Now after all these years, “Godzilla vs. Kong” is here, debuting simultaneously on HBO Max and in theaters due to the ongoing pandemic. However in a time where more and more people are getting vaccinated and going out, it has arrived at the perfect time to break us out of our forced streaming existence. And boy, is there no better film to watch on the big silver screen.

“Godzilla vs. Kong” is escapism at its finest. Movies can be great at many things, and there’s nothing better than a film unafraid to embrace its own essence. While its been tiptoed around here and there, the previous films tried to at least keep some pretense of seriousness, inserting allegories of nuclear disaster, climate change, natural balance and war, but that’s all out the window here, and the movie is better for it. The film revels in its ability to make great actors say the stupidest lines imaginable with a lot of unintentional humor coming from the sheer awkwardness, but it’s all part of the fun—and when you can get Rebecca Hall to say lines like “Kong bows to no one,” or have Kyle Chandler say “Godzilla is hurting people and we don’t know why,” you are doing yourself a disservice if you can’t just go along with it.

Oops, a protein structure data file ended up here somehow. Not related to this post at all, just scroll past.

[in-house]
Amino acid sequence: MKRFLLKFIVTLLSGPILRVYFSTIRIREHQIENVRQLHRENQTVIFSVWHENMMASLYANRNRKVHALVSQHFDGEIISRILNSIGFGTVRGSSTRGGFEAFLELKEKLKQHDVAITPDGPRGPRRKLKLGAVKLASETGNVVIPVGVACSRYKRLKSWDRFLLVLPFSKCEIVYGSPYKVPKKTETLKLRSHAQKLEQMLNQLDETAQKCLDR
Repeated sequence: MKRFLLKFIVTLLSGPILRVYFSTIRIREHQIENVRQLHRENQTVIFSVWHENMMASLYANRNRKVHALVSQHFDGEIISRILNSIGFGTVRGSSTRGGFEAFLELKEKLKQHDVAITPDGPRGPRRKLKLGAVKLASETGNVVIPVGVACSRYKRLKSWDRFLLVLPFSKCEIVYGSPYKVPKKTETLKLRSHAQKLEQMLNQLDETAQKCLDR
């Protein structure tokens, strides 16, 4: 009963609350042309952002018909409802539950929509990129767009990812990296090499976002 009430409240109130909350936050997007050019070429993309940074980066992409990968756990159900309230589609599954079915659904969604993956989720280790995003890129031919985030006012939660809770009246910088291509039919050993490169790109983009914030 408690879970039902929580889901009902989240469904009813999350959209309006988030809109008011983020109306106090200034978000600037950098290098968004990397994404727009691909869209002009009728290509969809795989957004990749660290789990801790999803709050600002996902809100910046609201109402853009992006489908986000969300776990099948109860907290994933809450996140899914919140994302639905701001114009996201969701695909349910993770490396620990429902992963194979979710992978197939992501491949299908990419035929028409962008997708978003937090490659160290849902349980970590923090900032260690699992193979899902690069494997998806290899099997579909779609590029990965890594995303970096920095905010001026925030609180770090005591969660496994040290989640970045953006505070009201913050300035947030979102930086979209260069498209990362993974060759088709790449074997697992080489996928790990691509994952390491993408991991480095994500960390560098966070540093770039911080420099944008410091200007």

The plot is nonsensical at best, with Godzilla attacking Apex Cybernetics, a human cybernetics corporation, because they are making mechanical monstrosity to replace him, all to make humans the “Apex” species once more. At the same time Kong is being coerced by humans into seeking out the power of the “Hollow Earth,” the tropical home of the original monsters set in the middle of the Earth (whose existence inadvertently set off an extended conversation between my friends and I about the existence of gravity in such a world and how scientific theory is never actually truth itself). None of it really matters, with the narrative being pretty streamlined compared to its predecessors. All of it serves only to set up a final fight in Hong Kong that takes up 30 whole minutes, in a visual feast of a finale. Similar to a theme park ride, the final act has its ups and downs, its moments of triumph and despair. I clapped, I cheered, I booed along with everyone else (in my case, just my group of friends inside a dorm room, though I definitely intend to see it once more in theaters once fully vaccinated). 

What more can you ask for after a year of despair?